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Property Spotlight – ‘Active’ House Blends Old and New Style Engery Efficiency


David and Thuy Smith’s new house at 215 Gray Avenue blends well with its neighbors, some more than a century old.

From its clapboard siding and stone-trimmed foundation to its wraparound porch with tapered Craftsman-style columns, the Smiths’ house appears at home, so to speak.

Is there value to making your home energy-efficient?  Contact the appraisers at www.scappraisals.com for your value questions.

But behind the old-time appearance is the latest in residential energy efficiency and low maintenance. Going green was the Smiths’ goal when they decided in 2011 to leave their 1940s bungalow in Brentwood.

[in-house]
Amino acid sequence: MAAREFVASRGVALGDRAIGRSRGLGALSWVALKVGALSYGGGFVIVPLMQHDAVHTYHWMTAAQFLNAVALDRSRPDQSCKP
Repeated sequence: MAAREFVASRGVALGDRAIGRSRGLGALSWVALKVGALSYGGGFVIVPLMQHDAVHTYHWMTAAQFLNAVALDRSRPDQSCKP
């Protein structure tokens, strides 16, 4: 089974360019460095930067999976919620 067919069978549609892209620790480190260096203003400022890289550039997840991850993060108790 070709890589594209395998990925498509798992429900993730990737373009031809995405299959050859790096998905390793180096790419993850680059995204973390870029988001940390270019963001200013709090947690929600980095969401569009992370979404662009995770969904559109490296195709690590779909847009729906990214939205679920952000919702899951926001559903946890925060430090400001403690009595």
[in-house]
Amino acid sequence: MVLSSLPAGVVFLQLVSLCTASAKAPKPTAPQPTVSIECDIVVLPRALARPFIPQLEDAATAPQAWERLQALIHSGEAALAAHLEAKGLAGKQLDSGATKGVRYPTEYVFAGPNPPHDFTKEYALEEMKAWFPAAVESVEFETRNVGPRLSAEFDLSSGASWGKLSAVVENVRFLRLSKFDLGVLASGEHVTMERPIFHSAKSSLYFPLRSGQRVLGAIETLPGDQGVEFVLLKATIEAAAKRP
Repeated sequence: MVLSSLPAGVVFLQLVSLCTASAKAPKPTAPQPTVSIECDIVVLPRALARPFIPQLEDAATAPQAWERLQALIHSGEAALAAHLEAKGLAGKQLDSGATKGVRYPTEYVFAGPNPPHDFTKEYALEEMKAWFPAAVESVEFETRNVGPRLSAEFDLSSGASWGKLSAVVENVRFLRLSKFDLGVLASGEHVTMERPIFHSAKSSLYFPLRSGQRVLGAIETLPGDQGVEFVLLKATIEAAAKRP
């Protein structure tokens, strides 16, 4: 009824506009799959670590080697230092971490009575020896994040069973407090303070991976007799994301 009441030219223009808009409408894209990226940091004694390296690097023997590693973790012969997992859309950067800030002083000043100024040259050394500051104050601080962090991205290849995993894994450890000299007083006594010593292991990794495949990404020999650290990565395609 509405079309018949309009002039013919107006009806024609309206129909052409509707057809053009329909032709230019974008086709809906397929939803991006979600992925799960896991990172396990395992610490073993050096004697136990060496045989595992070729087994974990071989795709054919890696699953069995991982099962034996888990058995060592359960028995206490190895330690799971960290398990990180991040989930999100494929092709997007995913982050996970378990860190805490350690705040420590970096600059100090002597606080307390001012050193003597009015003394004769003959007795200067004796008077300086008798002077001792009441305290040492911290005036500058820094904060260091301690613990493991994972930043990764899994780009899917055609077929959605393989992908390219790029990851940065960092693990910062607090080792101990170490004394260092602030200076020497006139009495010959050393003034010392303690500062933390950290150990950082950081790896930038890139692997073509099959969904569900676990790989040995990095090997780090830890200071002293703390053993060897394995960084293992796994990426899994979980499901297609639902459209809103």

What they are getting in Webster Groves is the first “active” house in North America, according to those involved in the project as well as specialty trade magazines.

“Active” construction combines energy efficiency, healthy indoor air and designs that take advantage of sun, shade and breezes. To compare, “active” house techniques are similar to those in LEED houses in the United States.

An open house is scheduled for today to give builders, real estate brokers and mortgage lenders a chance to inspect the Smiths’ innovative house. A public open house is set for Saturday.

The Smiths and their daughter, Cameron, 6, plan to move in next month.

In his design for the house, architect Jeff Day of St. Louis included numerous skylights to brighten the interior and, when open, to provide ventilation. The broad porch — something common before air-conditioning — shades first-floor rooms and protects part of the home’s fiber cement siding.

Read more at: http://www.chicagotribune.com/classified/realestate/home/sns-mct-active-house-blends-old–and-new-style-energy-20130308,0,7759441.story

Modular Home Being Built In a MultiMillion Dollar Neighborhood – La Jolla

It’s not every day you see up to 60-foot-long, factory-built pieces of a home trucked, lifted and stacked over a course of two days.